San Francisco

David Lynn

Richmond Art Center

A young Californian sculptor recently out of the University of California at Berkeley, David Lynn is showing a group of lively pieces cast in aluminum and bronze. His work is abstract and has a bold, free, rhythmic character. There is an original spirit expressed here which at the same time shows its debt to two of his teachers, Harold Paris and Peter Voulkos. The strongest aspect are the movements of his forms. They flow, undulate, rise, fall, recede and come forward in a rich, intricate, lyrical and exciting way. This all-out use of rhythm results in a unified, harmonious and cohesive image.

The weakest aspect of his work is his form. In some of the pieces it tends to be general rather than specific. This is true of his most ambitious piece, a twenty foot long and rather lyrical arch cast in aluminum called “Mississippi River.” Here the image is all rhythm and the form seems arbitrary. This is not true, however, of the piece called “Merce-dipsomania,” which incidentally is my favorite Lynn work in the show. Here the forms are strong, clear and exact, without losing any of its rhythmic force or freedom. It also has a sense of scale, a sense of image and a dramatic contrast of movements more than the others. In all, Lynn’s work has a freshness and freeness and a natural feeling for sculptural form.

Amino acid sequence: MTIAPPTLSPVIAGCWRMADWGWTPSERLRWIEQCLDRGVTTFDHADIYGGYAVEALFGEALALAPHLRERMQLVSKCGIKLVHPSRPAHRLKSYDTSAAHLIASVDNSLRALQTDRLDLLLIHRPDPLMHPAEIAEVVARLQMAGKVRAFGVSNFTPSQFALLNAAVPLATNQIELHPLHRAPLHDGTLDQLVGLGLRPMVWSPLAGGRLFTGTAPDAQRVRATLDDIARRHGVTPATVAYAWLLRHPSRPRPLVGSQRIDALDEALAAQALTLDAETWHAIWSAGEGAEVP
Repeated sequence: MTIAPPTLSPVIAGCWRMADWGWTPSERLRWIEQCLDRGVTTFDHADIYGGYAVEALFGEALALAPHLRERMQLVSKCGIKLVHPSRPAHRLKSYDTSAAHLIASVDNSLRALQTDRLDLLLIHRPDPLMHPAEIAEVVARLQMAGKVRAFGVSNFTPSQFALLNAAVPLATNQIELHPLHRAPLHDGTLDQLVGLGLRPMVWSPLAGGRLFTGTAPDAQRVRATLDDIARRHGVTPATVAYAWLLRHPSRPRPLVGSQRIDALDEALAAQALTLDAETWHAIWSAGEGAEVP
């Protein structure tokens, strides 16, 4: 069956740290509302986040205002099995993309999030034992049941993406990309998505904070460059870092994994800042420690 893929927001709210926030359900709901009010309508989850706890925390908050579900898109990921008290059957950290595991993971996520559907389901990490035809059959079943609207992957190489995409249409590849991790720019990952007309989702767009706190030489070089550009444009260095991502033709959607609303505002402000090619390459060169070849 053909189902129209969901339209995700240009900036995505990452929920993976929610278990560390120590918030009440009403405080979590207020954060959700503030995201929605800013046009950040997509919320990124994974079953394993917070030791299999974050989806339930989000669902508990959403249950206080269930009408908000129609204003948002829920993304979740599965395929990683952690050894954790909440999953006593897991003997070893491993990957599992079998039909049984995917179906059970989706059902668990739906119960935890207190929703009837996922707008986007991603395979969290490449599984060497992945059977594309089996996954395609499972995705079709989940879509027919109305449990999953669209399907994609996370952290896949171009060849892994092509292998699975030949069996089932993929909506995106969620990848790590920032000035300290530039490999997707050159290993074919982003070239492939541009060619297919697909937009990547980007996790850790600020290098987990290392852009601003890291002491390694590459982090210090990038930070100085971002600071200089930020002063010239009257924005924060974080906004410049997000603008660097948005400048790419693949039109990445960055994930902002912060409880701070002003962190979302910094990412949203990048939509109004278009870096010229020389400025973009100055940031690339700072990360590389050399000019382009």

The choice of gallery space is unfortunate. The long narrow corridor with its confusion of doors and windows on both sides intrudes annoyingly on the attempt to experience the sculpture being exhibited.

Sidney Gordin